It’s been ten months since the flood and loss of The Culinary Cellar on July 12, 2017. Just a few days later on July 15th, Gloria Chabot was already packing up boxes of cookbooks to send me. My mind is very foggy on many of the early days of the flood, but it’s funny what one recalls in the midst of chaos. Gloria’s box was one of the first I received. I remember opening the front door and there were several boxes from Gloria Chabot. Her name did not ring a bell but I remember thinking what a beautiful name it was and that it sounded like a movie star. I opened the boxes and read Gloria’s lovely handwritten note. It began, “We don’t know each other but after reading the post on the Kitchen Arts & Letters Facebook page about your flood, my heart broke for your loss. I hope a few books will bring a smile to your face and help rebuild your library.”
I marveled at her generosity to send these huge and wonderful books, some even signed like the ones from Guy Fieri and Jim Dodge. Gloria and her husband attended culinary school and worked with both of those amazing chefs. You will be seeing future blogs from these books as there are so many recipes I want to try. I had a hard time deciding what to make for today, but when I found “Spring Pea Pasta” from the great Marcus Samuelsson in his Red Rooster Cookbook, I knew it would be a perfect fit for now.
You need to buy The Red Rooster Cookbook. It not only contains wonderful recipes, but the stories told by the chef are heart-breaking and inspirational. (I also recommend his Yes, Chef biography and of course all his cookbooks!) My daughter Kristina and I have met the chef a few times and found him encouraging, kind, and exceedingly talented. Thank you, Gloria, for putting Marcus back on my shelf! I plan on adding all the rest that were lost in the flood.
The pasta dish was divine. The paragraph above the recipe says this bright pasta is offered to introduce Spring to the menu. It’s truly a beautiful dish with asparagus, peas, fava beans, crabmeat, and a flavor I hadn’t tried yet, yuzu kosho, which is a delicious combo of citrus, heat, and salt. I’m hooked on it now. Serve with a squeeze of lemon and you will be transported to culinary heaven!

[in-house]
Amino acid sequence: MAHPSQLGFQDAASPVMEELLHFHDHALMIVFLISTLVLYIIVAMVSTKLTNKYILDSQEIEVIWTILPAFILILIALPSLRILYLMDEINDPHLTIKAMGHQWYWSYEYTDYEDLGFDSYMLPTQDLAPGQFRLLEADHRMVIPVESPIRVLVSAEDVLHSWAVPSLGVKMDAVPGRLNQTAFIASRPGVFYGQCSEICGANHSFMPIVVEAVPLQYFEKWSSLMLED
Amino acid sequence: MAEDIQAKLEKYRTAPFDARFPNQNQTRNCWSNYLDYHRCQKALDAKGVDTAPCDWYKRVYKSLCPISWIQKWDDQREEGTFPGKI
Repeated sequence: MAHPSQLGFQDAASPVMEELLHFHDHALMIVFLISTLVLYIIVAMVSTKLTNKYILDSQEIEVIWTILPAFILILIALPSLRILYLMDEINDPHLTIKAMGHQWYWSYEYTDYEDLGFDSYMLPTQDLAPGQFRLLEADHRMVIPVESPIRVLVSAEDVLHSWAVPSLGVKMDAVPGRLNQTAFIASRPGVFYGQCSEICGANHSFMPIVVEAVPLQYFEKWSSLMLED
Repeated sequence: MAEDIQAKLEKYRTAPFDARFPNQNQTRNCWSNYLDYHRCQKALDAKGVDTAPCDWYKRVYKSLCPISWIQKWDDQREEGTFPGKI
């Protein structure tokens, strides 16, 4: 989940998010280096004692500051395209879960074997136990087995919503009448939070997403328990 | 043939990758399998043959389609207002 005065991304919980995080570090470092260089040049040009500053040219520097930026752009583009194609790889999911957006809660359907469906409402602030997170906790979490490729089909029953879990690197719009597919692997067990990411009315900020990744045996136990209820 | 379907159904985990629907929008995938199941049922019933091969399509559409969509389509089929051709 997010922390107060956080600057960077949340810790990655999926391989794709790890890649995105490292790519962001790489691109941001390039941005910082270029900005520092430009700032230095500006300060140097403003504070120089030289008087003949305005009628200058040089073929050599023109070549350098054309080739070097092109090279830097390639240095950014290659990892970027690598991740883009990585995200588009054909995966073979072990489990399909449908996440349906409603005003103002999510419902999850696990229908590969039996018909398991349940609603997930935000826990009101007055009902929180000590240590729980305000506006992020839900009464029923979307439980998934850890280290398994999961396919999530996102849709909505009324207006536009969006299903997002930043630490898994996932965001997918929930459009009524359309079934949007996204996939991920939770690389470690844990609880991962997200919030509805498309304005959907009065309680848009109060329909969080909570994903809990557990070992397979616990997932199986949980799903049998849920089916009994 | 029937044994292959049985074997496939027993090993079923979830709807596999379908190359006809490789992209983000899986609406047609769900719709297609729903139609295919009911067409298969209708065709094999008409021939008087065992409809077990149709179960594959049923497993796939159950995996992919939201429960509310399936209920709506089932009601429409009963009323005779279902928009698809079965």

Gloria, I don’t know how to thank you for these incredible books. I love every one and can’t wait to start cooking from them. I keep your note safely tucked inside the Marcus cookbook on the pasta recipe page. I will never forget how in the first few days of the flood, you definitely brought a smile to my face and tears of joy that the books were delivered on the same day that all my mud-drenched and much-loved cookbooks were being tossed into a dumpster by the hundreds. Your incredible books helped get me through that first horrible week. I hope someday we can meet, and maybe share a plate of pasta.
- 3 Tablespoons olive oil
- 1 shallot, minced
- 4 garlic cloves, sliced very thin
- 1 cup chopped asparagus (1-inch)
- 2 Tablespoons yuzu kosho
- 2 cups vegetable stock
- 2 Tablespoons coarse kosher salt
- 1 pound spaghetti
- 1 cup fresh peas
- 1 cup peeled fava beans
- 4 Tablespoons unsalted butter, softened
- ½ cup grated pecorino cheese
- 8 ounces jumbo lump crabmeat
- 1 lemon, cut into wedges
- Bring a large pot of water to a boil.
- Heat the oil in a large skillet over medium-high heat. Add the shallot, garlic, asparagus, and yuzu kosho and cook, stirring, until the shallot has softened, about 2 minutes. Pour in the stock.
- Add the salt and spaghetti to the boiling water and cook until the pasta is 2 minutes shy of being al dente.
- Drain the spaghetti and add it to the skillet, along with the peas and favas. Cook, tossing with tongs, until the spaghetti has absorbed most of the stock, about 90 seconds. Toss in the butter. Turn off heat and toss in the cheese and crabmeat.
- Divide among pasta bowls or plates and serve with the lemon wedges. Serves 4-6.
- Note: Add a handful or two of sliced mushrooms with the asparagus, if desired.